3 tsp. mixture of pepper, mace, cinnamon,

         cloves, nutmeg and cardamom

3 oz. sugar

 

Soak jujubes in water.  Fry the meat with 1 1/2  tsp. spice mixture.

When browned, add water to cover and bring to a boil.  Chop onions into a large dice. Soak prunes in water.  Add onions to meat/water mixture.  When onions are halfway tender, add prunes(cut in half), raisins and jujubes(cut in half and seeded) and bring to a slow boil.  Add dissolved saffron, vinegar  If

desired, add 3 oz. sugar.  Bring to a full boil and add mint and spice

mixture. Simmer until tender.  I served this over couscous, the documentation for which is:

 

Kiri

 

 

Date: Tue, 17 Jul 2001 12:54:42 -0400

From: Elaine Koogler <ekoogler at chesapeake.net>

To: sca-cooks at ansteorra.org

Subject: Re: [Sca-cooks] Re-send of Bright Hills recipes

 

LrdRas at aol.com wrote:

> ekoogler at chesapeake.net writes:

> << 1 Oriental Eggplant, halved crosswise, then quartered lengthwise >>

> Was there a reason for the substitute of oriental eggplant for regular

> eggplant in this recipe or, was it merely a matter of expediency? So far as I

> know the regular black eggplants or the small  egg shaped white ones are a

> close equivalent to those available in the middle ages in the Mideast.

> Ras

 

No, it was mainly that I thought that the smaller eggplants would be more

appropriate than the larger, purple ones that are available to me here in Prince

Frederick.  In fact, for the Trial by Fire, I actually found some baby eggplants

at the Fresh Fields store in Annapolis that I used for the dish.  I worry that

the very large ones that I can get locally would be too tough, etc. and certainly wouldn't give the smaller chunks I envisioned for the dish if one follows the cutting directions in the recipe.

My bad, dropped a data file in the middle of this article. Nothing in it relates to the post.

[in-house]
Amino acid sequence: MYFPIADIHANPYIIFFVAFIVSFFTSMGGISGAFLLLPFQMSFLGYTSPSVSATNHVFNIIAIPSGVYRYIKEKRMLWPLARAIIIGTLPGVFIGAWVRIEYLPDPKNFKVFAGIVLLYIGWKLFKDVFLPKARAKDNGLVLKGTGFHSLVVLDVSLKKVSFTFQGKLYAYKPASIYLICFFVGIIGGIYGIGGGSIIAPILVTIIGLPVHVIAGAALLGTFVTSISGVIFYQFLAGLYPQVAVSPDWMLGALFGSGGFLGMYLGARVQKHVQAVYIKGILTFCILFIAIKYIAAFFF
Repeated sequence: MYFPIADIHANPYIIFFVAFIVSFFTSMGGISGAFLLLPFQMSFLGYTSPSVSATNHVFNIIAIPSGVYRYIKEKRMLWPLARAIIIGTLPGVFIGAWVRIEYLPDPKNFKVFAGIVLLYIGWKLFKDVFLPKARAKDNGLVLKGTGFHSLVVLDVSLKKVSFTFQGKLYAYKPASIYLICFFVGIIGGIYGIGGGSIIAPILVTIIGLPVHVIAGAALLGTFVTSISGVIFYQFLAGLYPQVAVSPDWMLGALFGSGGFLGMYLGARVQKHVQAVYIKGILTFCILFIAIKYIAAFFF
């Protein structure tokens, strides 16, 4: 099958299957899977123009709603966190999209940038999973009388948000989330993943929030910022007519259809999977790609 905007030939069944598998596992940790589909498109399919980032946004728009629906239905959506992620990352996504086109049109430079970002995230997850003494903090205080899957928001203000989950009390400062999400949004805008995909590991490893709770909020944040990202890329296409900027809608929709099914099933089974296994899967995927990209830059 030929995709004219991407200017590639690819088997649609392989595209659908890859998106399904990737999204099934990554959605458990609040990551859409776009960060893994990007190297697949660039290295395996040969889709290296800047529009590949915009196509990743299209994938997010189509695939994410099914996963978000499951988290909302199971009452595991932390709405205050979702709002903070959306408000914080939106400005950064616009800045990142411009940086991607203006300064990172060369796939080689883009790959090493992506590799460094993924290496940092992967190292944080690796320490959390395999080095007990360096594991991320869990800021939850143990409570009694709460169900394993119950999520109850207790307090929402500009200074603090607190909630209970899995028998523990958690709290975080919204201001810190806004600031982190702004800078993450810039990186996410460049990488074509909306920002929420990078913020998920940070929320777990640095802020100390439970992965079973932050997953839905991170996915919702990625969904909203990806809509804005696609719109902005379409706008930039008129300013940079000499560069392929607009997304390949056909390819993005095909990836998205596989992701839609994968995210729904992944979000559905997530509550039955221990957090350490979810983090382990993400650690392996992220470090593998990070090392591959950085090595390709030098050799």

Kiri

 

 

From: lilinah at earthlink.net

Date: Thu, 15 Nov 2001 21:27:23 -0800

To: sca-cooks at ansteorra.org

Subject: [Sca-cooks] Pt. 1 - Medieval Persian Iron Chef

 

Here are three out of nine, for the "bawarid", the cold dishes:

Zaitun Mubakhkhar - Smoked Olives

Sals Abyad - White Sauce

Badhinjan Buran - Princess Buran's Eggplant

 

Anahita

 

---------------------

Zaitun Mubakhkhar - Perfumed Olives

<snip - see the olives-msg file>

 

Sals Abyad - White Sauce (Spiced Walnut-Sesame Butter)

<snip - see the sauces-msg file>

 

Badhinjan Buran - Princess Buran's Eggplant

Eggplant pureed with yogurt and spices

 

This is a dish of legend. And I may have created one of my own, as

people came up to me after the feast and confessed that they hated

eggplant and had eaten three servings of it.

 

As for the history of the dish, Charles Perry has an entire essay

devoted to it in "Medieval Arab Cookery". I'm sure that my

interpretation was also colored by all the multitude of other Buran

and Buraniyya recipes i read.

 

Original

Take eggplant and boil lightly in water and salt, then take out and